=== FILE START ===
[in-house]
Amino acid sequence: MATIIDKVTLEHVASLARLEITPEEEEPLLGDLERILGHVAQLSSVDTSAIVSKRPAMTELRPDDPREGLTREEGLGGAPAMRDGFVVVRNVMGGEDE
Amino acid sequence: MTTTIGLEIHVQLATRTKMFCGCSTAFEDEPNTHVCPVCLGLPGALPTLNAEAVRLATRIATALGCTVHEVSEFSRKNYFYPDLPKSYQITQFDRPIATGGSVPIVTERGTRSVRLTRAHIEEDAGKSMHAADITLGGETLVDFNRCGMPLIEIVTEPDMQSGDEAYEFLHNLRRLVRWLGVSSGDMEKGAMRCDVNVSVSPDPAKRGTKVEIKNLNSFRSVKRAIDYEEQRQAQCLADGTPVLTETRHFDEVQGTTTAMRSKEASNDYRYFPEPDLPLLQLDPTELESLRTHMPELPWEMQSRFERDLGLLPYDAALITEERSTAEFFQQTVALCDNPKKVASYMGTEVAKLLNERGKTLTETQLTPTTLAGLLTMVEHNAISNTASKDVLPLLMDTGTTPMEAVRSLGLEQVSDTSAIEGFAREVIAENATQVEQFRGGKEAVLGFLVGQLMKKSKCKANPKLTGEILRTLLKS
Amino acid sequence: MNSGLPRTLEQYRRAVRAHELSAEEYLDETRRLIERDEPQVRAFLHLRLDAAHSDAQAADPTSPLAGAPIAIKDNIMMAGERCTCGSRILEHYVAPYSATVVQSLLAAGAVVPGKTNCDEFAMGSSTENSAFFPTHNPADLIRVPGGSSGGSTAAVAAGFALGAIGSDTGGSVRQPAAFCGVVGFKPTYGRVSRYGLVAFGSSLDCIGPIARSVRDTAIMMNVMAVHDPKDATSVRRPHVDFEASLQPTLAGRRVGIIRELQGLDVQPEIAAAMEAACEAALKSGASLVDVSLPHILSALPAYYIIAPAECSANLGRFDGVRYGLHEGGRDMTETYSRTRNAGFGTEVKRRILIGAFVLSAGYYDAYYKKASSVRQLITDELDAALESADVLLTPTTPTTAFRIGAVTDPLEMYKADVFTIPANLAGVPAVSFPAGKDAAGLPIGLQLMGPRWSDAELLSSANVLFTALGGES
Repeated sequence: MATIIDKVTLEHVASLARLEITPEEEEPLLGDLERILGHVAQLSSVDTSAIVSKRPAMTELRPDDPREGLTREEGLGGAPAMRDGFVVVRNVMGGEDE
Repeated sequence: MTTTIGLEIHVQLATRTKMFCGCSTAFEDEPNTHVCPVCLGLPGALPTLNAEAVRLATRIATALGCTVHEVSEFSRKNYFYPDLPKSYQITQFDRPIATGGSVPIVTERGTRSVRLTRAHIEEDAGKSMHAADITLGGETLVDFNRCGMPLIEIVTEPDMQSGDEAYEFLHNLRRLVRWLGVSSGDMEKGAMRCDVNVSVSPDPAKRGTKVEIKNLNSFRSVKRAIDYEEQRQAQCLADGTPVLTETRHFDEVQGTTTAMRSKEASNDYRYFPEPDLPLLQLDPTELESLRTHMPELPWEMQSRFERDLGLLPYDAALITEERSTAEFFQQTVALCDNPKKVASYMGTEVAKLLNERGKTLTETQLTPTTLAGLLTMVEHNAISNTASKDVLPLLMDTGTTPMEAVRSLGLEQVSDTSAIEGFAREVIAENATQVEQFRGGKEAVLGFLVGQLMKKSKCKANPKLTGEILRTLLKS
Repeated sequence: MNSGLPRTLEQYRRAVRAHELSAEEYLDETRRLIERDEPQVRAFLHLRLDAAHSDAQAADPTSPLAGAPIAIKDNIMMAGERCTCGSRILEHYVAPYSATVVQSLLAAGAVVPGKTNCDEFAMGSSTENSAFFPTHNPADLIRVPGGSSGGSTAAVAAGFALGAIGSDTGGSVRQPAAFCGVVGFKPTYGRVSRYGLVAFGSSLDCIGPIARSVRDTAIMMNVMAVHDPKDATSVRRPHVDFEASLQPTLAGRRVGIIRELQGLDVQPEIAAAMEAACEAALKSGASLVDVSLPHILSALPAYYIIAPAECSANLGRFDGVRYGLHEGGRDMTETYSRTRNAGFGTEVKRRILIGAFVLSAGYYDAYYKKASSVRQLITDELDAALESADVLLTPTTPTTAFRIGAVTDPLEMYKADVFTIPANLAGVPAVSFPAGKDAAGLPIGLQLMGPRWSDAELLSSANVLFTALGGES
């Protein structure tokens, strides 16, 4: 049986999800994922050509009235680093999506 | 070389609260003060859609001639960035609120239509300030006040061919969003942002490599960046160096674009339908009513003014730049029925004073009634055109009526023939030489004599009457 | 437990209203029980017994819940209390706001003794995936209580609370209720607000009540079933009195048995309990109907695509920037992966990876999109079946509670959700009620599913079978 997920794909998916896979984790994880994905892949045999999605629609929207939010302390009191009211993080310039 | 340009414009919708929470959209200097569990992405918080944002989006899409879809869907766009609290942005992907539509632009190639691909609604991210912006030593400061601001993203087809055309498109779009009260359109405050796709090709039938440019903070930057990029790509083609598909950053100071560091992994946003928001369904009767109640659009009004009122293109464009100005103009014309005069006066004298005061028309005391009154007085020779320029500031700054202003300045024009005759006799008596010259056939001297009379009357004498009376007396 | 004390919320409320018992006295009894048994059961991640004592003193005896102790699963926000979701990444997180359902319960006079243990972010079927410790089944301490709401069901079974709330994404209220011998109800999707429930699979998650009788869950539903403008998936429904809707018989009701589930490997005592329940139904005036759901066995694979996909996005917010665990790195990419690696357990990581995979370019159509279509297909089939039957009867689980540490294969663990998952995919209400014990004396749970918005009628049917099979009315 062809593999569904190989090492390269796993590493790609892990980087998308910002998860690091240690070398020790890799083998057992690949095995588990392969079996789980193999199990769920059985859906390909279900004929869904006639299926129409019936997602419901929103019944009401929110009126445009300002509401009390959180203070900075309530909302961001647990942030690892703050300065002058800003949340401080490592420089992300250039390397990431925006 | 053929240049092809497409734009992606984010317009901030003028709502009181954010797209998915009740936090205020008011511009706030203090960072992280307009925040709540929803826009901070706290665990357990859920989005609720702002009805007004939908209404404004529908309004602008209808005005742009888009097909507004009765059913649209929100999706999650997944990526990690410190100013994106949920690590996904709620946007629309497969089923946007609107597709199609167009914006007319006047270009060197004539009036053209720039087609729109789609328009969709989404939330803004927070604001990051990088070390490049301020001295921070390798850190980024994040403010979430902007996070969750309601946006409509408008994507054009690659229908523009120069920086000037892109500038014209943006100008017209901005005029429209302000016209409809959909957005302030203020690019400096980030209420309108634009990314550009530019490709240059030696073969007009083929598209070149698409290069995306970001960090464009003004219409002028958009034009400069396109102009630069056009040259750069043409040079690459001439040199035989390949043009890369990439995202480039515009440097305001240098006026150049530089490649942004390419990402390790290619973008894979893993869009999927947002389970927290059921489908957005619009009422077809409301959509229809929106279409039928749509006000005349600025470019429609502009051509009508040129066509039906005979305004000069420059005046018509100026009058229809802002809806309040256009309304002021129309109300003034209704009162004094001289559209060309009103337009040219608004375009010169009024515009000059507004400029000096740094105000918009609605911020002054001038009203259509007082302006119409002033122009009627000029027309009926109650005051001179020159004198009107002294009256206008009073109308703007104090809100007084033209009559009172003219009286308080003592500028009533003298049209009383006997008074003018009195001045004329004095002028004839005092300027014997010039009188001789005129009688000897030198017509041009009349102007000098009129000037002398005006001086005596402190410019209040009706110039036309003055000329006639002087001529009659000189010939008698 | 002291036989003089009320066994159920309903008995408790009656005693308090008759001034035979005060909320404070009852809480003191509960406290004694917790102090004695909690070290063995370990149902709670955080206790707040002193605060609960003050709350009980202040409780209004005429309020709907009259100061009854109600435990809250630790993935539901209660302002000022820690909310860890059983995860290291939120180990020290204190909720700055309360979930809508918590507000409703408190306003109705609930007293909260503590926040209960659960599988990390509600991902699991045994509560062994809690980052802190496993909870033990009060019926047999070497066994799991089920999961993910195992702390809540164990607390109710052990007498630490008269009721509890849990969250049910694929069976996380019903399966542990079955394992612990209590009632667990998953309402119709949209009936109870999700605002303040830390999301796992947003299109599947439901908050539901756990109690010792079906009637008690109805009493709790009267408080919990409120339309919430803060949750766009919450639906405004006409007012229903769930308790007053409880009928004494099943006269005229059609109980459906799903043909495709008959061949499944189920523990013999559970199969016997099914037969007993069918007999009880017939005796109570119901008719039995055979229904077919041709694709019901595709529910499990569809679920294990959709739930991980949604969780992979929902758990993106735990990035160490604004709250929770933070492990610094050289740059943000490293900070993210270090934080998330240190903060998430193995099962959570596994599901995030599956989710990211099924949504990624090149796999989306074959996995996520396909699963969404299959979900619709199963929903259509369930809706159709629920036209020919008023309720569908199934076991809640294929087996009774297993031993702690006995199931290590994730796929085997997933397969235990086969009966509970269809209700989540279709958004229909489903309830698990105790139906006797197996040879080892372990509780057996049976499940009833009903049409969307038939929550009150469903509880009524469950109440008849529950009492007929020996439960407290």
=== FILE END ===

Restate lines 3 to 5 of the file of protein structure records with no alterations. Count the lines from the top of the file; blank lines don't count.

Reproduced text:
Amino acid sequence: MTTTIGLEIHVQLATRTKMFCGCSTAFEDEPNTHVCPVCLGLPGALPTLNAEAVRLATRIATALGCTVHEVSEFSRKNYFYPDLPKSYQITQFDRPIATGGSVPIVTERGTRSVRLTRAHIEEDAGKSMHAADITLGGETLVDFNRCGMPLIEIVTEPDMQSGDEAYEFLHNLRRLVRWLGVSSGDMEKGAMRCDVNVSVSPDPAKRGTKVEIKNLNSFRSVKRAIDYEEQRQAQCLADGTPVLTETRHFDEVQGTTTAMRSKEASNDYRYFPEPDLPLLQLDPTELESLRTHMPELPWEMQSRFERDLGLLPYDAALITEERSTAEFFQQTVALCDNPKKVASYMGTEVAKLLNERGKTLTETQLTPTTLAGLLTMVEHNAISNTASKDVLPLLMDTGTTPMEAVRSLGLEQVSDTSAIEGFAREVIAENATQVEQFRGGKEAVLGFLVGQLMKKSKCKANPKLTGEILRTLLKS
Amino acid sequence: MNSGLPRTLEQYRRAVRAHELSAEEYLDETRRLIERDEPQVRAFLHLRLDAAHSDAQAADPTSPLAGAPIAIKDNIMMAGERCTCGSRILEHYVAPYSATVVQSLLAAGAVVPGKTNCDEFAMGSSTENSAFFPTHNPADLIRVPGGSSGGSTAAVAAGFALGAIGSDTGGSVRQPAAFCGVVGFKPTYGRVSRYGLVAFGSSLDCIGPIARSVRDTAIMMNVMAVHDPKDATSVRRPHVDFEASLQPTLAGRRVGIIRELQGLDVQPEIAAAMEAACEAALKSGASLVDVSLPHILSALPAYYIIAPAECSANLGRFDGVRYGLHEGGRDMTETYSRTRNAGFGTEVKRRILIGAFVLSAGYYDAYYKKASSVRQLITDELDAALESADVLLTPTTPTTAFRIGAVTDPLEMYKADVFTIPANLAGVPAVSFPAGKDAAGLPIGLQLMGPRWSDAELLSSANVLFTALGGES
Repeated sequence: MATIIDKVTLEHVASLARLEITPEEEEPLLGDLERILGHVAQLSSVDTSAIVSKRPAMTELRPDDPREGLTREEGLGGAPAMRDGFVVVRNVMGGEDE